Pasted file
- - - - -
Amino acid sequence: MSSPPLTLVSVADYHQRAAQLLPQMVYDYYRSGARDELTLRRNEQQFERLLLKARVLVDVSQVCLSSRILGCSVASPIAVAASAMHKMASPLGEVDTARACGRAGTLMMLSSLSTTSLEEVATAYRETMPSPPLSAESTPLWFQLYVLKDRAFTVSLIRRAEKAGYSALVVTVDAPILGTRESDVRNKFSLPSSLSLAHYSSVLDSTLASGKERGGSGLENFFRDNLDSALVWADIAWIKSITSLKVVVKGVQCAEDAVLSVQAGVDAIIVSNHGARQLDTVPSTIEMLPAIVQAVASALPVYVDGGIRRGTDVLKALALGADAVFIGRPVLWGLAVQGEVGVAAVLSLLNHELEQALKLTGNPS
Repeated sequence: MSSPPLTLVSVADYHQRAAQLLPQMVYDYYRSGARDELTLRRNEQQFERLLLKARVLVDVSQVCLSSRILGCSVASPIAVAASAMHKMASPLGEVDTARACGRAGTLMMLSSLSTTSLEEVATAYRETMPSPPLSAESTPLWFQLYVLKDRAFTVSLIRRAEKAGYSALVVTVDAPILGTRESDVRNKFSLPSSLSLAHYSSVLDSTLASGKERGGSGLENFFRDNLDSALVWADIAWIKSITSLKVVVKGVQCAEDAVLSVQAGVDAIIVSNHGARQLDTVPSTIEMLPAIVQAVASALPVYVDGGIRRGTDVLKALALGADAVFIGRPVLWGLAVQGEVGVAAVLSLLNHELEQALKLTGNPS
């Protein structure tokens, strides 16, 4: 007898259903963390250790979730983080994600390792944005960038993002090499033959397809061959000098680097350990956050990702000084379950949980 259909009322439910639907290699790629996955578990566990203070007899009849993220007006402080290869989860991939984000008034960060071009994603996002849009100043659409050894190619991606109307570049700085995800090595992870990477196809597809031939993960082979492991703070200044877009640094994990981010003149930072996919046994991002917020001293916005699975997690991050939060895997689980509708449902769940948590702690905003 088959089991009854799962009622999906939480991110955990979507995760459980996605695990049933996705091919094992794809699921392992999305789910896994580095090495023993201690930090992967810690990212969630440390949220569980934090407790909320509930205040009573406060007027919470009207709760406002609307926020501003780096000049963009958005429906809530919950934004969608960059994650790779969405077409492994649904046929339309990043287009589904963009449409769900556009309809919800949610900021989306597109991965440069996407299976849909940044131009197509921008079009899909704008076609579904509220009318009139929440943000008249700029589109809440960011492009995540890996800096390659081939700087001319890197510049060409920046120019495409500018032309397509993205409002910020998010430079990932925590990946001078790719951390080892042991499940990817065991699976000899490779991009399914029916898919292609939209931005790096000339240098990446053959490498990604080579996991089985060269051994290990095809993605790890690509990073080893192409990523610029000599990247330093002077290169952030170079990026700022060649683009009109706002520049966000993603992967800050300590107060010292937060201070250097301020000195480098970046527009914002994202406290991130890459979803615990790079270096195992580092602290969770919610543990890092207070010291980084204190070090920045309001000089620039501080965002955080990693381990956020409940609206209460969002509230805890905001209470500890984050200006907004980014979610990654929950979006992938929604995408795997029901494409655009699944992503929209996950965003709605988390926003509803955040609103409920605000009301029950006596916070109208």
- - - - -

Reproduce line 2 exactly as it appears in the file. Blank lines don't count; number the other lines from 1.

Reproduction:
Repeated sequence: MSSPPLTLVSVADYHQRAAQLLPQMVYDYYRSGARDELTLRRNEQQFERLLLKARVLVDVSQVCLSSRILGCSVASPIAVAASAMHKMASPLGEVDTARACGRAGTLMMLSSLSTTSLEEVATAYRETMPSPPLSAESTPLWFQLYVLKDRAFTVSLIRRAEKAGYSALVVTVDAPILGTRESDVRNKFSLPSSLSLAHYSSVLDSTLASGKERGGSGLENFFRDNLDSALVWADIAWIKSITSLKVVVKGVQCAEDAVLSVQAGVDAIIVSNHGARQLDTVPSTIEMLPAIVQAVASALPVYVDGGIRRGTDVLKALALGADAVFIGRPVLWGLAVQGEVGVAAVLSLLNHELEQALKLTGNPS